NARA -- Former Prime Minister Shinzo Abe's masked appearance and epidemic-warding Japanese folklore character Amabie are just some of the individuals and events furnishing this year's headlines that have gotten the straw man treatment at an annual scarecrow festival in western Japan.
In reference to the coronavirus pandemic this year, almost all of the scarecrows on display in the Tsuchiyahara neighborhood of the village of Mitsue in Nara Prefecture are masked, and the varied entries, visible until 3 p.m. on Sept. 22, have been attracting a lot of attention.
The Tsuchiyahara community center started the festival around 13 years ago as part of attempts to revitalize the local area. Until 2018 the event was held as a ranked contest, but from 2019 it was changed solely to an exhibition. This year's 27 scarecrows have been made by residents ranging from their 20s to 80s.
The festival is known for putting out scarecrows that reflect the events of the year. The 2020 version has many referring to the coronavirus crisis, with straw characters of the now-familiar sight of press conference-ready ex-Prime Minister Abe and Tokyo Gov. Yuriko Koike appearing together. Among the other scarecrows based on this year's talking points are an eccentric one of a computer screen for remote work, a character from hit manga "Demon Slayer: Kimetsu no Yaiba," and a homemaker carrying an eco-friendly bag.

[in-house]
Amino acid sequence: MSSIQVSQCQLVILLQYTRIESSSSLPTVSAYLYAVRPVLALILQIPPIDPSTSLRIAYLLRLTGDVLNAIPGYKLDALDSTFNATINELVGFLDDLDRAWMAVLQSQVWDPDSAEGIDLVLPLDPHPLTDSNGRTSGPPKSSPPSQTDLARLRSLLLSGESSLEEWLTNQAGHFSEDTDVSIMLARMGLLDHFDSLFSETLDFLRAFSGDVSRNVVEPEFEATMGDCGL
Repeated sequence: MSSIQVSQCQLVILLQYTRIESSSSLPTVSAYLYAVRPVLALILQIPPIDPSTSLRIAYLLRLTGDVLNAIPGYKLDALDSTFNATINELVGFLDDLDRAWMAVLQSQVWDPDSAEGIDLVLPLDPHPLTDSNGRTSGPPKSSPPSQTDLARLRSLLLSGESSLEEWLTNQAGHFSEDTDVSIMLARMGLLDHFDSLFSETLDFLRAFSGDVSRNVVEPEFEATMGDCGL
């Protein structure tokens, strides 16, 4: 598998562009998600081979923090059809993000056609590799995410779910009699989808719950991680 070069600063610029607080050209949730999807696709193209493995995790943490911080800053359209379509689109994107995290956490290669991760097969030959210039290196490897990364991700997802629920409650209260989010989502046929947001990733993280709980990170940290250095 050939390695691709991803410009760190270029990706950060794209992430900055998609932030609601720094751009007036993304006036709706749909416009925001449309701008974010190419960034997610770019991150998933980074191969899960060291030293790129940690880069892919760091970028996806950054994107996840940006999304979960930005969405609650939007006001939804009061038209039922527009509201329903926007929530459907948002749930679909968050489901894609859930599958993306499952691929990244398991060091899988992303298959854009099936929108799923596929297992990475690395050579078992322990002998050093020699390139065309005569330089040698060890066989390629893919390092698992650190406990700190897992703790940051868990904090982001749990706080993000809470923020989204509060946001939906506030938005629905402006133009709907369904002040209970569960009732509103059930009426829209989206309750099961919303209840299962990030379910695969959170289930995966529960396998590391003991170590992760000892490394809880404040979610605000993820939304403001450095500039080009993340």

One self-employed woman, 64, based her scarecrow on Tokushoryu from Nara Prefecture, who at the start of 2020 won the New Year Grand Sumo Tournament -- his first tourney victory. The scarecrow is very detailed, and includes a support brace wrapped around one leg. Its creator laughed and said, "Once he won the tournament I decided I'd do him as a scarecrow. I've included a message that I want him to push corona out of the ring."
A 67-year-old homemaker who contributed with an effigy of Baikinman, the bacteria-themed villain in popular manga and anime "Anpanman," told the Mainichi Shimbun, "I came up with the idea after a conversation with a grandchild who told me they wanted coronavirus to be defeated."
A senior official at the Tsuchiyahara community center said, "We've got lots of exhibits made with the feeling that people want to blow away the coronavirus. We'd be happy if people felt better for seeing the scarecrows."
One 76-year-old woman who came with her husband from the prefectural village of Yamazoe to see the scarecrows said, "Last year was my first time visiting, and I looked forward to it this year, too. They're all so good, aren't they?"
(Japanese original by Akiko Hirose, Sakurai Local Bureau)